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Hazel Rowley

Simone de Beauvoir and Jean-Paul Sartre

A-Tete-a-TeteIt was to be a new kind of bond, one founded on intellectual compatibility, a refusal of monogamy, and unflinching honesty. That Simone de Beauvoir (1908–1986) and Jean-Paul Sartre (1905–1980) achieved two out of the three testifies to the strength of their beliefs. From their days as philosophy students in Paris, the pair formed a lifelong partnership that saw the production of seminal existentialist and feminist works such as No Exit and The Second Sex. It also left behind its share of broken hearts. Rowley forgoes a traditional academic study to explore the emotional costs and benefits of this exceptional relationship.
HarperCollins. 416 pages. $26.95. ISBN: 0060520590

Boston Globe 4 of 5 Stars
"To her credit, Rowley consistently keeps their romance in context, setting it against the buttoned-up 1950s and the let’s-try-anything 1960s and ‘70s. … Tête-à-Tête shows that she is … fascinated by the innovative couple, but she doesn’t let that cushion the more jagged edges of this tale." Carol Iaciofano

Los Angeles Times 4 of 5 Stars
"[T]he surprise page-turner of the season. … With her use of well-chosen quotations from letters, memoirs, novels, essays, and interviews, Rowley captures not just her subjects’ sexual shenanigans but also their voices, their unflagging work ethic and their drive to unfetter mankind from self-imposed limitations." Heller McAlpin

Providence Journal 4 of 5 Stars
"It is also a vivid story of these ‘secondary’ affairs—sufficiently gossipy and prurient to hold any reader’s attention. Sometimes it is hard keeping track of all the men and women lovers in the Sartre circle, but that is a minor criticism of this most entrancing book." Phyllis Meras

Washington Post 4 of 5 Stars
"Here we find an ugly, walleyed existentialist philosopher, the elegantly beautiful author of The Second Sex, and the Gallic equivalent of a bevy of young starlets who share the bed of one or the other—or sometimes both. Readers will turn these pages alternately mesmerized and appalled." Michael Dirda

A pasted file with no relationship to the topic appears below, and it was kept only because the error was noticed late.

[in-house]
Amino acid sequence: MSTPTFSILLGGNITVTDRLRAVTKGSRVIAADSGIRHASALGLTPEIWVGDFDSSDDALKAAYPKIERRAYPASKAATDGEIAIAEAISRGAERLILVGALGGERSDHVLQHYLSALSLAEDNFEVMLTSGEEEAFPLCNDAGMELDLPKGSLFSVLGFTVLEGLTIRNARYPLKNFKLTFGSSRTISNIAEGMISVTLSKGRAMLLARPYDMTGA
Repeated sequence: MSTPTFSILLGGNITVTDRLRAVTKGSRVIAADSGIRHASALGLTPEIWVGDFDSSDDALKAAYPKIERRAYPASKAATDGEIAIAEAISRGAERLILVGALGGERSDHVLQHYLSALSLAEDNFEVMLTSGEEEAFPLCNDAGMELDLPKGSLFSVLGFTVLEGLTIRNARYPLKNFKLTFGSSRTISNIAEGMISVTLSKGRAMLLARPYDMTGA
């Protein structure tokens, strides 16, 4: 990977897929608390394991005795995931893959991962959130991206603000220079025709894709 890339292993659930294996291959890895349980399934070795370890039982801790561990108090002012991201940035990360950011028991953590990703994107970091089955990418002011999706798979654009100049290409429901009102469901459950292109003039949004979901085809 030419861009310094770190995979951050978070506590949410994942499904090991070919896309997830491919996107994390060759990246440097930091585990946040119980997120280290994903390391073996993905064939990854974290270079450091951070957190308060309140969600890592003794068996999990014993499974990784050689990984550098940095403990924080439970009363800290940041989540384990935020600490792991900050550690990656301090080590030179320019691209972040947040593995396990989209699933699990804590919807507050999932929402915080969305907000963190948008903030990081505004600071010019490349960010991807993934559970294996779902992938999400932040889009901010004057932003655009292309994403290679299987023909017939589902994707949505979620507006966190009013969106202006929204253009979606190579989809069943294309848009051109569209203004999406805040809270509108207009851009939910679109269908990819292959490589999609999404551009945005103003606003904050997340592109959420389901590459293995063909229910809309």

New York Times 3.5 of 5 Stars
"Ms. Rowley … manages to recapture the charm and the brilliance of the relationship in its early stages, which makes her story all the more poignant and depressing." William Grimes

NY Times Book Review 3.5 of 5 Stars
"Rowley is an engrossing narrator. Her book tells Beauvoir and Sartre’s repellent, inspiring, and unlikely tale more completely and concisely than it has ever been told before." Christina Nehring

Houston Chronicle 3 of 5 Stars
"Reading Hazel Rowley’s account of the intertwined lives is exhilarating and exhausting. … Perhaps the greatest contribution of Rowley’s book is putting to rest the canard that Beauvoir benefited more from the lifelong relationship than did Sartre, who did what he could during his lifetime to demonstrate the equality of the partnership." Steve Weinberg

Critical Summary

The Washington Post calls Tête-à-Tête a "highbrow Francophile edition of US Weekly"; most critics seem to welcome an opportunity to indulge in scholarly fluff. That reviewers devote the bulk of their column-inches to thrilling over de Beauvoir and Sartre says much for Rowley’s choice of material as well as her skill as a storyteller. Whether they find this storied relationship despicable or admirable, the critics praise Rowley, the biographer of Richard Wright (Richard Wright: His Life and Times) for her skillful prose and, one imagines, her prurient interest as well.